Single human leukocyte antigen flow cytometry beads for accurate identification of human leukocyte antigen antibody specificities.

Transplantation 2003 Jan;75(1):43-9

Research Department, One Lambda. Inc., Canoga Park, CA, USA.

Background: It is difficult to assign antibody specificity for highly sensitized patients using a cell panel with multiple antigens per reaction. We describe here a single antigen bead panel for accurate identification of human leukocyte antigen (HLA) antibody specificities by flow cytometry.

Methods: A total of 110 single recombinant HLAs, including 34 A locus alleles, 57 B locus alleles, and 19 C locus alleles, were produced by a mammalian expression system. These single antigens were coated onto eight different colored microbeads, which were mixed together in one tube for simultaneous detection of HLA antibodies against eight different antigens per flow cytometry test.

Results: Single HLA reacted specifically with the serologically defined monoclonal antibodies. The single antigen panel provided higher resolution than the regular cell panel for antibody detection by uncovering the masked specificities. Single antigens also provided higher sensitivity than the multiple antigens coated onto beads for HLA antibody detection as demonstrated by serum dilution studies. In 10 sera from patients who had rejected a kidney transplant, single antigen beads identified antibodies to 31 of 35 antigens that were mismatched in the donor. Most important, none of the reactions were against antigens present in the recipient.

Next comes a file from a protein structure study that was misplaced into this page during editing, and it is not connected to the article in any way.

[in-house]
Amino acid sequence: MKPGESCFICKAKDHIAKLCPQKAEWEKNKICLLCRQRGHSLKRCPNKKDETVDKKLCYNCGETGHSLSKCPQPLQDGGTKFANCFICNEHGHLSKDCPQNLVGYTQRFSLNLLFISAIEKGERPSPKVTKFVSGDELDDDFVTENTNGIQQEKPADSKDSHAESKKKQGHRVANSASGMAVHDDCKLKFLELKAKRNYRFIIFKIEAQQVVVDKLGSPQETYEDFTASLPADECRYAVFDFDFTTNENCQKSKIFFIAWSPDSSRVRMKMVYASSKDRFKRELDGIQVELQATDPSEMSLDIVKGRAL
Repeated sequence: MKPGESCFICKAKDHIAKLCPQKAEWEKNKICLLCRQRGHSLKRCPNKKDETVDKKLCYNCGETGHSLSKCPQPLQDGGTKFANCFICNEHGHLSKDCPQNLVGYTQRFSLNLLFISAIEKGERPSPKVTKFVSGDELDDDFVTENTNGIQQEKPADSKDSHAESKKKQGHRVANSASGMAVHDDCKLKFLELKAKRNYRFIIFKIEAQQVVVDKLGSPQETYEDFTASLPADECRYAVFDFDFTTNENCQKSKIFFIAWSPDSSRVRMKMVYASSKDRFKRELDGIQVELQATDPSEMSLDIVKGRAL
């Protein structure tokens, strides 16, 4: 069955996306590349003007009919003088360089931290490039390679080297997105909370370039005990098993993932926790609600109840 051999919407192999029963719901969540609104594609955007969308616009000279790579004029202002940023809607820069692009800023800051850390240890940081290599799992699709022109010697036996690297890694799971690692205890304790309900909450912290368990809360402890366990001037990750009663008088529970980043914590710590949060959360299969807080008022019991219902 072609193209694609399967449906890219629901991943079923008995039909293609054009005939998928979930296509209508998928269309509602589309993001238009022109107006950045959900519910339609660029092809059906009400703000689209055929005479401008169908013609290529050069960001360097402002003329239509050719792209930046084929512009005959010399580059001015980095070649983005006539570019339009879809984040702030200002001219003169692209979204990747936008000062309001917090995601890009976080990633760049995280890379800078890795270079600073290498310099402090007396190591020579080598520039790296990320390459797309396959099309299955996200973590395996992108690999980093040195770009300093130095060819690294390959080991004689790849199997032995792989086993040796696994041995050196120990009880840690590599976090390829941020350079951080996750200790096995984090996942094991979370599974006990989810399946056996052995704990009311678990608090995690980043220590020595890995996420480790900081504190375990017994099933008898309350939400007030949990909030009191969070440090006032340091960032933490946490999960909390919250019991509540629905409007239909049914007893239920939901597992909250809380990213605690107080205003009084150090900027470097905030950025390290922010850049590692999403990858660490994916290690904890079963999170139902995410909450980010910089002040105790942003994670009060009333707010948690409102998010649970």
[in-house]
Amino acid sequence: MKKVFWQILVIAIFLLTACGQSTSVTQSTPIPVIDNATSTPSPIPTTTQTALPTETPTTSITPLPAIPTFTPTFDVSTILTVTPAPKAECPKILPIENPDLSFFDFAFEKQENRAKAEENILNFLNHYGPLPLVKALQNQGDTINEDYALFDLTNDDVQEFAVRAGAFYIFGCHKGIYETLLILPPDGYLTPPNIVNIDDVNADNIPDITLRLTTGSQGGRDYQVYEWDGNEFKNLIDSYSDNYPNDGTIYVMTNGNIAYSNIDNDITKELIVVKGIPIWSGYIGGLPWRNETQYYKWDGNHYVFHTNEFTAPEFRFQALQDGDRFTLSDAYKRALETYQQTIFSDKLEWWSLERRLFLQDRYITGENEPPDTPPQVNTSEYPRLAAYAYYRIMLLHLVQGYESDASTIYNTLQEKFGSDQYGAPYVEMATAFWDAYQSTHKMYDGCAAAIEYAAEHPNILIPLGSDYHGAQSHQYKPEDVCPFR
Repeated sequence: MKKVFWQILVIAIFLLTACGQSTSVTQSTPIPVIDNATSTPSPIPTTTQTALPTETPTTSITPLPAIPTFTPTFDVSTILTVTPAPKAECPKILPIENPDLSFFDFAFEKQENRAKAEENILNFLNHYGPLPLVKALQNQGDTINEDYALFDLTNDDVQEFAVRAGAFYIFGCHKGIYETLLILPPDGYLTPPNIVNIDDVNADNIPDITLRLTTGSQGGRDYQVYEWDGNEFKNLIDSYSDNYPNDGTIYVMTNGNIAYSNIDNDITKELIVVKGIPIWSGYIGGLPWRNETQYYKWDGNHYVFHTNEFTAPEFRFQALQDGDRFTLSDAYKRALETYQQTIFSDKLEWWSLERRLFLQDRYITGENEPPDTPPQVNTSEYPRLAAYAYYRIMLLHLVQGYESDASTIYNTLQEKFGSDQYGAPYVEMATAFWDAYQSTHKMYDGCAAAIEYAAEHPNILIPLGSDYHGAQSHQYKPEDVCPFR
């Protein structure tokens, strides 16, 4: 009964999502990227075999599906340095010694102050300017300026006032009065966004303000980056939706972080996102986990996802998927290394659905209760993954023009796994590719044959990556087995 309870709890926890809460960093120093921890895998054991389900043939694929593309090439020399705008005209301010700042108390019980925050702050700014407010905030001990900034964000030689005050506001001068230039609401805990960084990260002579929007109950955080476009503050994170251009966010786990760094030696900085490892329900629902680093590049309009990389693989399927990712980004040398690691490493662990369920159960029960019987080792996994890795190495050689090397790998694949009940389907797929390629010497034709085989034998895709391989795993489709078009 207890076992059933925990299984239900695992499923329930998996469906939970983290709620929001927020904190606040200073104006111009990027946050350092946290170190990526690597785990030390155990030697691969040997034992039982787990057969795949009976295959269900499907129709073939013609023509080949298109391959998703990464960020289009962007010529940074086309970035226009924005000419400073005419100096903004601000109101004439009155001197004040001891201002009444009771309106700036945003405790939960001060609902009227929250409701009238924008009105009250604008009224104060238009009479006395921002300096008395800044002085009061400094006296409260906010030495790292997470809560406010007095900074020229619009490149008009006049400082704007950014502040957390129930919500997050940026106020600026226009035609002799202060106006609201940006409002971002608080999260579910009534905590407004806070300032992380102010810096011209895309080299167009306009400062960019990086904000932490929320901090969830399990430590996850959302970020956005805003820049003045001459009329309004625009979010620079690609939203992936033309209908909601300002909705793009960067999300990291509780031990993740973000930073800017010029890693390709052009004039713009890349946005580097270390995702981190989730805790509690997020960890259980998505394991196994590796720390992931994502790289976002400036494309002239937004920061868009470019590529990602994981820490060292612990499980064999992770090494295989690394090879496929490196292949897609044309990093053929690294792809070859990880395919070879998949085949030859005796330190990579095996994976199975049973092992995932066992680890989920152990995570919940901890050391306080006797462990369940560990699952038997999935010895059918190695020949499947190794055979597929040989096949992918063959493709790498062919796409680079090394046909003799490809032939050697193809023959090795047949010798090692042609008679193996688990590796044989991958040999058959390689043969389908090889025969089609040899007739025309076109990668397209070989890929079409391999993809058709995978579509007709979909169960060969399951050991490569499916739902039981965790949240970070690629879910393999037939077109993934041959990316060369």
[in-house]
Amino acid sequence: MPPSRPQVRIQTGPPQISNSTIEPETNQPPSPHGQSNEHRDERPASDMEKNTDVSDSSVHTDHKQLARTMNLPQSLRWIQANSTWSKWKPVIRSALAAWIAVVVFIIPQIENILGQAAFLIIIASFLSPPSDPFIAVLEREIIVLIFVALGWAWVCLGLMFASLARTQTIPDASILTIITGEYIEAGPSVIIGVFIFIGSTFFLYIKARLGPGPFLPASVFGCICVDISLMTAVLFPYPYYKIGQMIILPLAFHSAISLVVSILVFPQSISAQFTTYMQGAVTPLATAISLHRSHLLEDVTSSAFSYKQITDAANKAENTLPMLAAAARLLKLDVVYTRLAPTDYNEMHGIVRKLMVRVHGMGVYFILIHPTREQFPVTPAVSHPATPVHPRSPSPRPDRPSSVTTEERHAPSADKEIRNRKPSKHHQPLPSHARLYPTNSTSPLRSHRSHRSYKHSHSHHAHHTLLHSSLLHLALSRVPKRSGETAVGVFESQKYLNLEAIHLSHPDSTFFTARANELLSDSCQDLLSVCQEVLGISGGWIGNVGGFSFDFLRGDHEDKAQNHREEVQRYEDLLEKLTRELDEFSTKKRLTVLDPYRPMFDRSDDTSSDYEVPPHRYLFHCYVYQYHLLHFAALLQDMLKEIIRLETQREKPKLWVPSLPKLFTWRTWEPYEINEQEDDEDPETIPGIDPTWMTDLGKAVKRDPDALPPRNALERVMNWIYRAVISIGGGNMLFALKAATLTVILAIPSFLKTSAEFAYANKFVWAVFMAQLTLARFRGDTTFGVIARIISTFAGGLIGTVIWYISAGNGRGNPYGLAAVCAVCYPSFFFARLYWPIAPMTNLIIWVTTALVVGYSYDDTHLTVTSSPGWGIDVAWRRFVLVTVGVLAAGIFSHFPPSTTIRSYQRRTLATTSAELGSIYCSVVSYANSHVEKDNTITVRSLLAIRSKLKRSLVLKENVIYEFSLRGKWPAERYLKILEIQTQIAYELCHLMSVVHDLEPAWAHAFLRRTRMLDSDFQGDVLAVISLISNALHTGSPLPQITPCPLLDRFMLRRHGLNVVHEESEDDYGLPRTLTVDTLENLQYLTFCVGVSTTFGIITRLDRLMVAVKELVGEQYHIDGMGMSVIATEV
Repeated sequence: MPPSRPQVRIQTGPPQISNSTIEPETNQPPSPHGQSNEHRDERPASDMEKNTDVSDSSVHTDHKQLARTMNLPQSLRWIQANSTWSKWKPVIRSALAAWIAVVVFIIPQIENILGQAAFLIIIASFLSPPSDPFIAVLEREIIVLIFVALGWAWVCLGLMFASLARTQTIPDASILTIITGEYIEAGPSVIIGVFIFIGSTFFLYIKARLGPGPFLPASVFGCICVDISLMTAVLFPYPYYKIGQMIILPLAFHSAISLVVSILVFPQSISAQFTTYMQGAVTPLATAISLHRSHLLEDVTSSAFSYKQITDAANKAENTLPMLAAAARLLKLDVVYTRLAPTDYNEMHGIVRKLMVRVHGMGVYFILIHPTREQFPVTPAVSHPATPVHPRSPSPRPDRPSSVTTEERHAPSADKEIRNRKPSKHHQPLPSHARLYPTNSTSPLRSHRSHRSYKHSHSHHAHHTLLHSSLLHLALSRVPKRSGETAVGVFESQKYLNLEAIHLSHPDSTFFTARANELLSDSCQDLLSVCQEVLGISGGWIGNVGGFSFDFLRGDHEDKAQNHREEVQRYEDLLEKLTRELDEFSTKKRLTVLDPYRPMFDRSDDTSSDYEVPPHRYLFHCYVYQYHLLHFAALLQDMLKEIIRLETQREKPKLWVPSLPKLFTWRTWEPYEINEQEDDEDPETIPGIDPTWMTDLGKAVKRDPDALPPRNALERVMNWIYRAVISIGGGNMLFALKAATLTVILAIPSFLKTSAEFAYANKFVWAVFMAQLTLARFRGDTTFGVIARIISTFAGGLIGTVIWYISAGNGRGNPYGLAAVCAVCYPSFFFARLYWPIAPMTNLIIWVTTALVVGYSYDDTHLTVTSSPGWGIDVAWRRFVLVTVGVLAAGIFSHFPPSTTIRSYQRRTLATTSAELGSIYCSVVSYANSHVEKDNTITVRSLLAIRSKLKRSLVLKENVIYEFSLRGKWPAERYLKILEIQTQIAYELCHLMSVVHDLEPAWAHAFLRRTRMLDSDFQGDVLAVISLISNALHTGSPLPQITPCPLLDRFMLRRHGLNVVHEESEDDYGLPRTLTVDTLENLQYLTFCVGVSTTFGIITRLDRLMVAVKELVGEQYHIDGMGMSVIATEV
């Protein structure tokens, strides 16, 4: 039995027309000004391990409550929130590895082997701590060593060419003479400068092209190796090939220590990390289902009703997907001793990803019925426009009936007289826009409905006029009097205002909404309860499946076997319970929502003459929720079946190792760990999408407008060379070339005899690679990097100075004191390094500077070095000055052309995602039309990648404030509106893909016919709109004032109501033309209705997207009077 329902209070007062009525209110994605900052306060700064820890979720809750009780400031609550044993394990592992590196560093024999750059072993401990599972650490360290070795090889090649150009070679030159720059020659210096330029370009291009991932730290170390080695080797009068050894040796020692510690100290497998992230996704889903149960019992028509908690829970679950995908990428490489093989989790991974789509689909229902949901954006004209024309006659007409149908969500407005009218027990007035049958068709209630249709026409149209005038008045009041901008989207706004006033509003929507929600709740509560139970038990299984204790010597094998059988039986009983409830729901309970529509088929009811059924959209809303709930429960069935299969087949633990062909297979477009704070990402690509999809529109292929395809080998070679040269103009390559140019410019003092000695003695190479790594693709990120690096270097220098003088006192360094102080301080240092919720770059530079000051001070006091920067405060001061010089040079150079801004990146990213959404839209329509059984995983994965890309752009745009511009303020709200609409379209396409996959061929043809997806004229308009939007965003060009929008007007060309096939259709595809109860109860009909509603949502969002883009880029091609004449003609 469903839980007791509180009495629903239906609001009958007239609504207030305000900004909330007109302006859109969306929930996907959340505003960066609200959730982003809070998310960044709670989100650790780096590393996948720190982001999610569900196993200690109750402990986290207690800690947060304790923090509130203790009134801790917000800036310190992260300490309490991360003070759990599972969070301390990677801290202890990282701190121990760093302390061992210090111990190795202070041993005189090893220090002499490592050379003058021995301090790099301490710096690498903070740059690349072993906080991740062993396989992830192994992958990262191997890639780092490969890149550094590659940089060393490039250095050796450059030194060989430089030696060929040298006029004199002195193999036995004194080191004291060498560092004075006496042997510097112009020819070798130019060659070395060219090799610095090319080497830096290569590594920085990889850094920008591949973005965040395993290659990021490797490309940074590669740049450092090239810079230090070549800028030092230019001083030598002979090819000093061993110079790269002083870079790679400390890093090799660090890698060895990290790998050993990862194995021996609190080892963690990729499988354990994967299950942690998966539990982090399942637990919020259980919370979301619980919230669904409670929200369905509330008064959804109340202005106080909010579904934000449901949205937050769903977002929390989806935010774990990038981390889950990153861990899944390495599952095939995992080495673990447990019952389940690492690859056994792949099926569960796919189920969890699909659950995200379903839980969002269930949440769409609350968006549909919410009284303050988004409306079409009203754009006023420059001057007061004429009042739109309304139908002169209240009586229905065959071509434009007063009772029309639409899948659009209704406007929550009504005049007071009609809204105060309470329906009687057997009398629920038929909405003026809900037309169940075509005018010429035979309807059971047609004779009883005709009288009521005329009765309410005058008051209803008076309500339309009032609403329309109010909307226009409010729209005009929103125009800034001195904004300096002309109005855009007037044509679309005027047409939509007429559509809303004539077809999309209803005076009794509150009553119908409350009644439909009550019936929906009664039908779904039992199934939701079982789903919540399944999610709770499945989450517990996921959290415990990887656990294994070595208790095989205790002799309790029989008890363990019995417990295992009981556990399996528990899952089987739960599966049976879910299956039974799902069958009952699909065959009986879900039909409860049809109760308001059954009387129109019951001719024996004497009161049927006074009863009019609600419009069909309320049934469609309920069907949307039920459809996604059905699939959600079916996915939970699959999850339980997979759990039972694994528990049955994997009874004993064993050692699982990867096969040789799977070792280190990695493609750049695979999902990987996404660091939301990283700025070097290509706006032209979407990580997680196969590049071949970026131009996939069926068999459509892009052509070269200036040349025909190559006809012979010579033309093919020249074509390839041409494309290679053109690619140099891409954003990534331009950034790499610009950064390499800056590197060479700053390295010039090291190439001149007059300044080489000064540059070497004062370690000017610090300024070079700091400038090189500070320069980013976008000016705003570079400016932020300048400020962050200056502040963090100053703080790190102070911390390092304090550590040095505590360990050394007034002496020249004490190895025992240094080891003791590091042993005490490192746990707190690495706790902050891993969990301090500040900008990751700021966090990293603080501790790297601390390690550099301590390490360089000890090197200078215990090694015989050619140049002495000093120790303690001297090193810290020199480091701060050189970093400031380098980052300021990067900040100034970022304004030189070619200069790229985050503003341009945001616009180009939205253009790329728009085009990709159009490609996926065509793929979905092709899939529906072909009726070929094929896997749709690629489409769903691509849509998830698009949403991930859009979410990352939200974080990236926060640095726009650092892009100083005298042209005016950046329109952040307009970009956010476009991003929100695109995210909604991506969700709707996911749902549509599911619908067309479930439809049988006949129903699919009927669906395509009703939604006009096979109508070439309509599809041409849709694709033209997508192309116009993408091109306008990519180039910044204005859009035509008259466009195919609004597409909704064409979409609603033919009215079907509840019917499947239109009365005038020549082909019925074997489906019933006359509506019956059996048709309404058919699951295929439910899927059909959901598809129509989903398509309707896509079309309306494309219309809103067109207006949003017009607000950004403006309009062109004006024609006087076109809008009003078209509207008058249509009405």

Conclusion: An accurate and sensitive HLA antibody detection method is described using flow cytometry beads coated with single HLAs produced by recombinant technology. The single antigen beads should be useful in predicting negative crossmatch in highly sensitized organ recipients and highly sensitized patients requiring platelets.
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http://dx.doi.org/10.1097/00007890-200301150-00008DOI Listing
January 2003

Molecular characterization of the HLA-Cw*0409N allele.

Hum Immunol 2002 Apr;63(4):295-300

Department of Cancer Immunology and AIDS, Dana-Farber Cancer Institute, Harvard Medical School, Boston, MA 02115, USA.